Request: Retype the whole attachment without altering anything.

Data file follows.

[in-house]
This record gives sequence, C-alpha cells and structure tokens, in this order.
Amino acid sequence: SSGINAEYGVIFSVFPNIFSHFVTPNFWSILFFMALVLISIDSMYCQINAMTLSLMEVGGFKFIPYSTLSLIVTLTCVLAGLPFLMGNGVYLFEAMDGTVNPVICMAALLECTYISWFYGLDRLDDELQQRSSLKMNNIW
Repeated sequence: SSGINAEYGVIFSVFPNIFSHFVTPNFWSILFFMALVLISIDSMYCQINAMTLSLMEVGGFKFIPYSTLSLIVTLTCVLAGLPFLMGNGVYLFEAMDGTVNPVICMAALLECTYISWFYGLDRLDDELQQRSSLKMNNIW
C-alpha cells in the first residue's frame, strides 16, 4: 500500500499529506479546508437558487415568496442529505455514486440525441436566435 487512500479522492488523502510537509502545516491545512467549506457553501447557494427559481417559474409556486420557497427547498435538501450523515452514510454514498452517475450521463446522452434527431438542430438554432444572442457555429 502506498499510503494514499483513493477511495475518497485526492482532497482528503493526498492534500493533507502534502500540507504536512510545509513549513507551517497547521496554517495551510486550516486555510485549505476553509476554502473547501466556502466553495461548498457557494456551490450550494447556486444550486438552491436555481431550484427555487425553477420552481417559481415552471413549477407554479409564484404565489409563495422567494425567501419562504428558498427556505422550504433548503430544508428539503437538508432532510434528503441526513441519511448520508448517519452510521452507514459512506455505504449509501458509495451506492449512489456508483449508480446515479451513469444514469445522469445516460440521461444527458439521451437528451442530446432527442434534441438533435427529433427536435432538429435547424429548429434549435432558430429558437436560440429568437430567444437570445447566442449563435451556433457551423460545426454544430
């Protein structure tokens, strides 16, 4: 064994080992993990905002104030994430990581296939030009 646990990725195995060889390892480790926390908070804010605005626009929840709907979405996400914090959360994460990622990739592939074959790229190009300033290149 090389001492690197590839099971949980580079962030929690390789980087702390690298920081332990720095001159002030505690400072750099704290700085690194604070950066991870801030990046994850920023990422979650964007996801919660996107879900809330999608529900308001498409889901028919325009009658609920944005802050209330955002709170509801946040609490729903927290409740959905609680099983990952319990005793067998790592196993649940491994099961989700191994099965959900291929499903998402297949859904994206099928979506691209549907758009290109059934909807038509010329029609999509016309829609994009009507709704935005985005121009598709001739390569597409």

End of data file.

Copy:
[in-house]
This record gives sequence, C-alpha cells and structure tokens, in this order.
Amino acid sequence: SSGINAEYGVIFSVFPNIFSHFVTPNFWSILFFMALVLISIDSMYCQINAMTLSLMEVGGFKFIPYSTLSLIVTLTCVLAGLPFLMGNGVYLFEAMDGTVNPVICMAALLECTYISWFYGLDRLDDELQQRSSLKMNNIW
Repeated sequence: SSGINAEYGVIFSVFPNIFSHFVTPNFWSILFFMALVLISIDSMYCQINAMTLSLMEVGGFKFIPYSTLSLIVTLTCVLAGLPFLMGNGVYLFEAMDGTVNPVICMAALLECTYISWFYGLDRLDDELQQRSSLKMNNIW
C-alpha cells in the first residue's frame, strides 16, 4: 500500500499529506479546508437558487415568496442529505455514486440525441436566435 487512500479522492488523502510537509502545516491545512467549506457553501447557494427559481417559474409556486420557497427547498435538501450523515452514510454514498452517475450521463446522452434527431438542430438554432444572442457555429 502506498499510503494514499483513493477511495475518497485526492482532497482528503493526498492534500493533507502534502500540507504536512510545509513549513507551517497547521496554517495551510486550516486555510485549505476553509476554502473547501466556502466553495461548498457557494456551490450550494447556486444550486438552491436555481431550484427555487425553477420552481417559481415552471413549477407554479409564484404565489409563495422567494425567501419562504428558498427556505422550504433548503430544508428539503437538508432532510434528503441526513441519511448520508448517519452510521452507514459512506455505504449509501458509495451506492449512489456508483449508480446515479451513469444514469445522469445516460440521461444527458439521451437528451442530446432527442434534441438533435427529433427536435432538429435547424429548429434549435432558430429558437436560440429568437430567444437570445447566442449563435451556433457551423460545426454544430
């Protein structure tokens, strides 16, 4: 064994080992993990905002104030994430990581296939030009 646990990725195995060889390892480790926390908070804010605005626009929840709907979405996400914090959360994460990622990739592939074959790229190009300033290149 090389001492690197590839099971949980580079962030929690390789980087702390690298920081332990720095001159002030505690400072750099704290700085690194604070950066991870801030990046994850920023990422979650964007996801919660996107879900809330999608529900308001498409889901028919325009009658609920944005802050209330955002709170509801946040609490729903927290409740959905609680099983990952319990005793067998790592196993649940491994099961989700191994099965959900291929499903998402297949859904994206099928979506691209549907758009290109059934909807038509010329029609999509016309829609994009009507709704935005985005121009598709001739390569597409």